In recent years, the cyclotides have emerged as the largest family of naturally cyclized proteins. Cyclotides display potent cytotoxic activity that varies with the structure of the proteins, and combined with their unique structure, they represent novel cytotoxic agents. However, their mechanism of action is yet unknown. In this work we show that disruption of cell membranes plays a crucial role in the cytotoxic effect of the cyclotide cycloviolacin O2 (1), which has been isolated from Viola odorata. Cell viability and morphology studies on the human lymphoma cell line U-937 GTB showed that cells exposed to 1 displayed disintegrated cell membranes within 5 min. Functional studies on calcein-loaded HeLa cells and on liposomes showed rapid concentration-dependent release of their respective internal contents. The present results show that cyclotides have specific membrane-disrupting activity.

4- Pranting M, Loov C, Burman R, Goransson U and Andersson D. I. J Antimicrob Chemother. 65(9):1964-71 (2010)
The cyclotide cycloviolacin O2 from Viola odorata has potent bactericidal activity against Gram-negative bacteria

 

OBJECTIVES: To determine the antibacterial activity of small cyclic plant proteins, i.e. cyclotides, and the importance of the surface exposed charged residues for activity.

METHODS: Prototypic cyclotides, including the Möbius kalata B1 and the bracelet cycloviolacin O2 (cyO2), were isolated using reversed-phase HPLC. Initial activity screenings were conducted using radial diffusion assays (RDAs) and MIC assays with Salmonella enterica serovar Typhimurium LT2, Escherichia coli and Staphylococcus aureus as test strains. For the most active peptide, cyO2, time-kill kinetics was determined in sodium phosphate buffer (containing 0.03% trypticase soy broth) against several Gram-negative and Gram-positive bacterial species. Charged residues in cyO2 were chemically modified and activity was determined in time-kill assays.

RESULTS: CyO2 was the most active cyclotide and efficiently inhibited the growth of S. enterica serovar Typhimurium LT2 and E. coli in RDAs and MIC assays, while the other peptides were less active. In time-kill assays, cyO2 also had bactericidal activity against the Gram-negative species Klebsiella pneumoniae and Pseudomonas aeruginosa. In contrast, none of the cyclotides had high activity against S. aureus. Chemical masking of the charged Glu and Lys residues in cyO2 caused a near total loss of activity against Salmonella, while masking Arg caused a less pronounced activity reduction.

CONCLUSION: CyO2 is a cyclotide with potent activity against Gram-negative bacteria. The charged residues in cyO2 are all required for optimum antibacterial activity. In combination with its previously demonstrated cytotoxic activity against cancer cells and the general stability of cyclotides, cyO2 provides a promising scaffold for future drug design.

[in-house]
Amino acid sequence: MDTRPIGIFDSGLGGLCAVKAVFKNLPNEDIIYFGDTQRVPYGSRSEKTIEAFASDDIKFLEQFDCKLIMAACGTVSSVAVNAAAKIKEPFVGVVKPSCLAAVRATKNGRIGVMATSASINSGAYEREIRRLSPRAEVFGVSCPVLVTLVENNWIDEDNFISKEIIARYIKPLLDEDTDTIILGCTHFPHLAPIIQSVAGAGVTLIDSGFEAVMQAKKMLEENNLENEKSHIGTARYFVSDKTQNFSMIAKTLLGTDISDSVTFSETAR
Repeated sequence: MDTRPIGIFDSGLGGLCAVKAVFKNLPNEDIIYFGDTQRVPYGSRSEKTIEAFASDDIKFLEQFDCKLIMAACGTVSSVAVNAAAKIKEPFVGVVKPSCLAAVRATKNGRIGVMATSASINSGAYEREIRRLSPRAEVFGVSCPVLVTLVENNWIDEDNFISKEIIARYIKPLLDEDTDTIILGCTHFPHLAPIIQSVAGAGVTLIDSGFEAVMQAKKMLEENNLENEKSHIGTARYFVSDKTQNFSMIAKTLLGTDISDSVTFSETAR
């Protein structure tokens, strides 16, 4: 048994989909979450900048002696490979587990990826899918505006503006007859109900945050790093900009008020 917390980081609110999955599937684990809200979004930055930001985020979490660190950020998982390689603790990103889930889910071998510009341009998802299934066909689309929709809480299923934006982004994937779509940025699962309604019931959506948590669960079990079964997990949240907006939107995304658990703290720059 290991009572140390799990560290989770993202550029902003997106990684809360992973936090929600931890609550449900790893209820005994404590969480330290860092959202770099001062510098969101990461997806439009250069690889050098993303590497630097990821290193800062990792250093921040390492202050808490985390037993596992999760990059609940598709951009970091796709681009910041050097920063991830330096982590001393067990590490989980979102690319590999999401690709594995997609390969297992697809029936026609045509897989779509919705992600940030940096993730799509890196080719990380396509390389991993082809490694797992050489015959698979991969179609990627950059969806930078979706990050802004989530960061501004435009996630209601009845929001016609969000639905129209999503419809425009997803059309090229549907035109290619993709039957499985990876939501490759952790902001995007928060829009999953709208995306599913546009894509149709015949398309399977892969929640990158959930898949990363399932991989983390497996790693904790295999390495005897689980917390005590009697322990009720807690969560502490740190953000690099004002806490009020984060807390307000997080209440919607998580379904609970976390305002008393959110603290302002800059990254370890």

5- Colgrave ML, Kotze AC, Ireland DC, Wang CK and Craik DJ. Chembiochem. 9(12):1939-45 (2008)
The anthelmintic activity of the cyclotides: natural variants with enhanced activity

 

The cyclotides are a family of backbone-cyclised cystine-knot-containing peptides from plants that possess anthelmintic activity against Haemonchus contortus and Trichostrongylus colubriformis, two important gastrointestinal nematode parasites of sheep. In the current study, we investigated the in vitro effects of newly discovered natural cyclotides on the viability of larval and adult life stages of these pests. The natural variants cycloviolacin O2, cycloviolacin O3, cycloviolacin O8, cycloviolacin O13, cycloviolacin O14, cycloviolacin O15, and cycloviolacin O16 extracted from Viola odorata showed up to 18-fold greater potency than the prototypic cyclotide kalata B1 in nematode larval development assays. Cycloviolacin O2 and cycloviolacin O14 were significantly more potent than kalata B1 in adult H. contortus motility assays. The lysine and glutamic acid residues of cycloviolacin O2, the most potent anthelmintic cyclotide, were chemically modified to investigate the role of these charged residues in modulating the biological activity. The single glutamic acid residue, which is conserved across all known cyclotides, was shown to be essential for activity, with a sixfold decrease in potency of cycloviolacin O2 following methylation. The three lysine residues present in cycloviolacin O2 were acetylated to effectively mask the positive charge, resulting in a 18-fold decrease in anthelmintic activity. The relative anthelmintic activities of the natural variants assayed against nematode larvae correlated with the number of charged residues present in their sequence.